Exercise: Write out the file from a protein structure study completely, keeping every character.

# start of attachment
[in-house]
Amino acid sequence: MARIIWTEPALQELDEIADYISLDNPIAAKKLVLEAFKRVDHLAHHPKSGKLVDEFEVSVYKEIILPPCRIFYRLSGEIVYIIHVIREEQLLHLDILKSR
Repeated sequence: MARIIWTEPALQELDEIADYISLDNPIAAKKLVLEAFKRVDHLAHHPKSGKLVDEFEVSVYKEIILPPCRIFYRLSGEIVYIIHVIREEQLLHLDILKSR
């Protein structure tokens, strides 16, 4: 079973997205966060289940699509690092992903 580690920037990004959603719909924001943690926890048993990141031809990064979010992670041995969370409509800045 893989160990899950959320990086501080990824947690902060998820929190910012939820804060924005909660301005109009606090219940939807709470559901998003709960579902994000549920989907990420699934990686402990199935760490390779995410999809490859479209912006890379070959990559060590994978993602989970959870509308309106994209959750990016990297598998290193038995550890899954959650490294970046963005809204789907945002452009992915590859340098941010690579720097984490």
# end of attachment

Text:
[in-house]
Amino acid sequence: MARIIWTEPALQELDEIADYISLDNPIAAKKLVLEAFKRVDHLAHHPKSGKLVDEFEVSVYKEIILPPCRIFYRLSGEIVYIIHVIREEQLLHLDILKSR
Repeated sequence: MARIIWTEPALQELDEIADYISLDNPIAAKKLVLEAFKRVDHLAHHPKSGKLVDEFEVSVYKEIILPPCRIFYRLSGEIVYIIHVIREEQLLHLDILKSR
């Protein structure tokens, strides 16, 4: 079973997205966060289940699509690092992903 580690920037990004959603719909924001943690926890048993990141031809990064979010992670041995969370409509800045 893989160990899950959320990086501080990824947690902060998820929190910012939820804060924005909660301005109009606090219940939807709470559901998003709960579902994000549920989907990420699934990686402990199935760490390779995410999809490859479209912006890379070959990559060590994978993602989970959870509308309106994209959750990016990297598998290193038995550890899954959650490294970046963005809204789907945002452009992915590859340098941010690579720097984490």